Department of Art & Art History
United States of America
Pentcheva’s first book, Icons and Power: The Mother of God in Byzantium, Penn State Press 2006 explored through an anthropological lens the structure of the cult of the Virgin in Constantinople and its imperial investment in a framework of monasteries, icons, and icon-processions. My second book The Sensual Icon: Space Ritual and The Senses in Byzantium, Penn State Press 2010 and a series of articles (Art Bulletin, Dec. 2006, Res. Journal of Anthropology and Aesthetics, 2009) confronted the phenomenon of animation in Byzantine art establishing the mixed-media relief icon as its focus. These objects display complex surfaces that become alive with the glitter and phenomenal shadows produced by the shifting diurnal light, flickering candle lights, drafts of air, and human breath. This polymorphy of the surfaces constitutes the Byzantine concept of empsychōsis (in-spiriting) or animation (see www.thesensualicon.com). This medieval liveliness, manifested in changes of appearance, challenges the Renaissance concept of lifelikeness. Rather than a chiaroscuro defined as pictorial modeling as is the case with Renaissance painting, Byzantine art through its mixed-media icons invested in temporal glitter and transient shadows to create a sense of movement in the image and endow it with life. My research on animation has shifted to sound studies focusing on the acoustic manifestation of in-spiriting operating in the liturgy and interior of Byzantium's Great Church. I am publishing two new books in this field: a monograph, Pentcheva, Hagia Sophia: Sound, Space and Spirit in Byzantium (Pennsylvania State University Press, 2017) https://hagiasophia.stanford.edu and an edited volume, Aural Architecture in Byzantium: Music, Acoustics and Ritual, ed. Bissera V. Pentcheva (Ashgate, 2017). As part of this research in sound studies, I co-direct the interdisciplinary project “Icons of Sound” (http://iconsofsound.stanford.edu) and have organized and led the Onassis Seminar Aural Architecture: Music, Acoustics, and Ritual in Byzantium (http://auralarchitecture.stanford.edu/); and the Geballe workshop The Material Imagination: Sound, Space, and Human Consciousness (http://soundmaterialimagination.stanford.edu/). My research has been supported by a number of prestigious fellowships: J. S. Guggenheim (2017-2018), American Academy in Rome (2017-2018), Mellon New Directions (2010-2012), and Humboldt (2006-2009).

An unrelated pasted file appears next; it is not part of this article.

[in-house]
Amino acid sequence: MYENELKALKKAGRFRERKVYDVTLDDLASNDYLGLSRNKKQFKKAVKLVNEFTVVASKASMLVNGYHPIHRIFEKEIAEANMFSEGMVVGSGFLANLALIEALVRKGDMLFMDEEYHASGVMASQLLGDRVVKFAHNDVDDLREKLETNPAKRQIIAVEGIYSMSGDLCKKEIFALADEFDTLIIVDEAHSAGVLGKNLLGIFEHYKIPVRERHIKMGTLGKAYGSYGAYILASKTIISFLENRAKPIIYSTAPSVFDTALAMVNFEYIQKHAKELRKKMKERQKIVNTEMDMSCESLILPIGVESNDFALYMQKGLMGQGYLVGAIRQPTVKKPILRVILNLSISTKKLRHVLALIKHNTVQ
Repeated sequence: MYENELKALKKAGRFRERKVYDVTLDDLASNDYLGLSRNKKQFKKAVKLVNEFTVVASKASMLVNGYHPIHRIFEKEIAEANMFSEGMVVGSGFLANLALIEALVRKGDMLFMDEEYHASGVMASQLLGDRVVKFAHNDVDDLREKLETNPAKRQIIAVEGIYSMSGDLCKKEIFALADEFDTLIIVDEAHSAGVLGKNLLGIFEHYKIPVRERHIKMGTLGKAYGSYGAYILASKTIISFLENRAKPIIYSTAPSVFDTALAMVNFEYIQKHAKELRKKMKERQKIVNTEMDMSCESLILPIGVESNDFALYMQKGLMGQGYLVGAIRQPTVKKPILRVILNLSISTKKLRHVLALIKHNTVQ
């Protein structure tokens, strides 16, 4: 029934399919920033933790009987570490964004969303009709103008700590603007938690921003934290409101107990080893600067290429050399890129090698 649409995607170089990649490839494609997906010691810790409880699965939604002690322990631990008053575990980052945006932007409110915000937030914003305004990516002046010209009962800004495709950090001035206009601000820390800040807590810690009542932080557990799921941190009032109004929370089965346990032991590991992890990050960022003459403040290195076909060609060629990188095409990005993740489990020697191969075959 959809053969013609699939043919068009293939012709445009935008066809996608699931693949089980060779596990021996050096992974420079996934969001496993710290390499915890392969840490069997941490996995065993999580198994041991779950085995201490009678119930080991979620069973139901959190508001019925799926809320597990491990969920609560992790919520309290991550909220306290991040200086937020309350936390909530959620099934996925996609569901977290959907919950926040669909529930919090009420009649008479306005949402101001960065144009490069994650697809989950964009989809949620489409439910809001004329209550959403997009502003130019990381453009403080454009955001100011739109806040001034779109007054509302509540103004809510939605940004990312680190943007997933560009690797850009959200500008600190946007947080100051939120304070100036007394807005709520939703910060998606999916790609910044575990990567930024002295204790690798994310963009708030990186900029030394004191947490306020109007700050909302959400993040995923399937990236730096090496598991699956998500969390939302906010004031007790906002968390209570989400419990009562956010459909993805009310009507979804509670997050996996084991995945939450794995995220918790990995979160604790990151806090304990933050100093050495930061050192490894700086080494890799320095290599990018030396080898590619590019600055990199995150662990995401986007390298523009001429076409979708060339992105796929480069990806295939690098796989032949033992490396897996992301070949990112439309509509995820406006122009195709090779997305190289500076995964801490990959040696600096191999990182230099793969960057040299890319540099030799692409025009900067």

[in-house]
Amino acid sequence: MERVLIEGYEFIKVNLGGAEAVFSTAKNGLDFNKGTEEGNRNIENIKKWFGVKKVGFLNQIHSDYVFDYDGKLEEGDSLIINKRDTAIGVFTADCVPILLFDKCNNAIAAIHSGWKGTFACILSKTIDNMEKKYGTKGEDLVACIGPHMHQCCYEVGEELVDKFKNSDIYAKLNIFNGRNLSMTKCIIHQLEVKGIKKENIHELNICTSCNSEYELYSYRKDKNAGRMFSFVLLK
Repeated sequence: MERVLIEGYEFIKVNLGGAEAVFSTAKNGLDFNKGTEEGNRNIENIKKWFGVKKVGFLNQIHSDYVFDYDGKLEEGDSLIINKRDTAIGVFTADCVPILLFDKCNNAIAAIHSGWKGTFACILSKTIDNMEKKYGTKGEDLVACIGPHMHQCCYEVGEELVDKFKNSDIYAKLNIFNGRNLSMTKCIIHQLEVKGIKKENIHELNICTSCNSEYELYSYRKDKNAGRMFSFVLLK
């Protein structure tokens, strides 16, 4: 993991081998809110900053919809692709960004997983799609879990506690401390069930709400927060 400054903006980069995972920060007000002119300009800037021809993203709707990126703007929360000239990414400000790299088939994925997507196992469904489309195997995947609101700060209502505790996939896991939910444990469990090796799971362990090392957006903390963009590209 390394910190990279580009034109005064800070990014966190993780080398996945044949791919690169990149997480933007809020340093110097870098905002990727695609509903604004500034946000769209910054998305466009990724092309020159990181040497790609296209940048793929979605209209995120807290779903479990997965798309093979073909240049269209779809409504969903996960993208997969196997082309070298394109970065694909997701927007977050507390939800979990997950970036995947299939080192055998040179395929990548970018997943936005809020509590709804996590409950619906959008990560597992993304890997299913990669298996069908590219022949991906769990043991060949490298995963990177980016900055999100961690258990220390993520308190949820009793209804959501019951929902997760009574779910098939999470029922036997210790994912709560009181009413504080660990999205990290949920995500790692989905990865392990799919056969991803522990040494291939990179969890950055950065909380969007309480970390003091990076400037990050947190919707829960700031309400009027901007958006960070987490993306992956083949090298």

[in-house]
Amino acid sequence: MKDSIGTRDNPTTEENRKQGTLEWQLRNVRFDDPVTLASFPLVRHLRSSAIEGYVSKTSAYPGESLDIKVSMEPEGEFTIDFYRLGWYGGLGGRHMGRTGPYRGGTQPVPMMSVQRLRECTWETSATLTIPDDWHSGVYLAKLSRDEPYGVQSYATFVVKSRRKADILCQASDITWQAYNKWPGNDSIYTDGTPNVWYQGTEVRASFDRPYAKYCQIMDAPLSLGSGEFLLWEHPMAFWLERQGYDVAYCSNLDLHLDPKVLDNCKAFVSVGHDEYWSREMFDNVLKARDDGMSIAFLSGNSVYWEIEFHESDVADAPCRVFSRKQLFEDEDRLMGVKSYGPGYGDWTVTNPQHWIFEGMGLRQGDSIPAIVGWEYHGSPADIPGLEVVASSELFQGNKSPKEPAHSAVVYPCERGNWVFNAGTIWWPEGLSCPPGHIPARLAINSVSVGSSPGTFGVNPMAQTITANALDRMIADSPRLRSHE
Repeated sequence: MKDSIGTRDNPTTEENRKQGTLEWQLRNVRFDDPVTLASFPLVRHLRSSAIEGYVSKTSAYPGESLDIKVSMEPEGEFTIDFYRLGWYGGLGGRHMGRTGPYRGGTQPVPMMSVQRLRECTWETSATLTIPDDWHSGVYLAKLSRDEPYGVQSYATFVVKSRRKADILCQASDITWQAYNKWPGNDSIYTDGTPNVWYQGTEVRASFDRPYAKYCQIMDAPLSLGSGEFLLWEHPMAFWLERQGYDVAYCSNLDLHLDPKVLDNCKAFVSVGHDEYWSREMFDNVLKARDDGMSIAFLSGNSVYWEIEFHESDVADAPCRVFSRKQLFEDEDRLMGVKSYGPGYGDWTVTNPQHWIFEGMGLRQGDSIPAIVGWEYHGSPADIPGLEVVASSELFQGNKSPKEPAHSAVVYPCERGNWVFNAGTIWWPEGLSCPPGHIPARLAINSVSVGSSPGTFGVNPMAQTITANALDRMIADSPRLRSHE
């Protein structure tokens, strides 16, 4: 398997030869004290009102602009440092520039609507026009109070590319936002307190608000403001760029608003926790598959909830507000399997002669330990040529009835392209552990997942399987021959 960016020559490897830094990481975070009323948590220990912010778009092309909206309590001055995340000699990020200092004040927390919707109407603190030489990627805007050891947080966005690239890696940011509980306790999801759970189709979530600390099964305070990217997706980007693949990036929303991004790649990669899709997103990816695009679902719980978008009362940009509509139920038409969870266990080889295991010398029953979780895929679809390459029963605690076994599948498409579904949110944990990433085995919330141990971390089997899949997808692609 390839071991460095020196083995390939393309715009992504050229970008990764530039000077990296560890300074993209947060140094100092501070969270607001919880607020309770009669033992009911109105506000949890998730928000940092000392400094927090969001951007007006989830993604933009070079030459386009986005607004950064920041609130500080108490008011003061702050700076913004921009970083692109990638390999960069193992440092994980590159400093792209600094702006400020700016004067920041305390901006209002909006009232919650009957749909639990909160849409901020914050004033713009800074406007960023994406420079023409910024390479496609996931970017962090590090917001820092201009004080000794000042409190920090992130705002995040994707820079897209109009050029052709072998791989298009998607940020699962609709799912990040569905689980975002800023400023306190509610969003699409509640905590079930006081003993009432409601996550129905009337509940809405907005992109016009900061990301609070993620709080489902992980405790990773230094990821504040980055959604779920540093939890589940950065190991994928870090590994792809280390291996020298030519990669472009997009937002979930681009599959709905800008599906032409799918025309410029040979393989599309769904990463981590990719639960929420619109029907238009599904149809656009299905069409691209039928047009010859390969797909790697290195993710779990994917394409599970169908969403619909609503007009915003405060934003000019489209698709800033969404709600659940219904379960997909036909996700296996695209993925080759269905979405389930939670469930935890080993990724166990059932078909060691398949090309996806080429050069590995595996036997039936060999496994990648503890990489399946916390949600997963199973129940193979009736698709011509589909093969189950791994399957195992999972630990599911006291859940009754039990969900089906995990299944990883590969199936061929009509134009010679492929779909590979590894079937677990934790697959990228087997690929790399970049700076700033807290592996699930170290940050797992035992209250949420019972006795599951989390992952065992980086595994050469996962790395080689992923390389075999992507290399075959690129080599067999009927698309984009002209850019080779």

Architecture, Byzantine Art, Medieval Art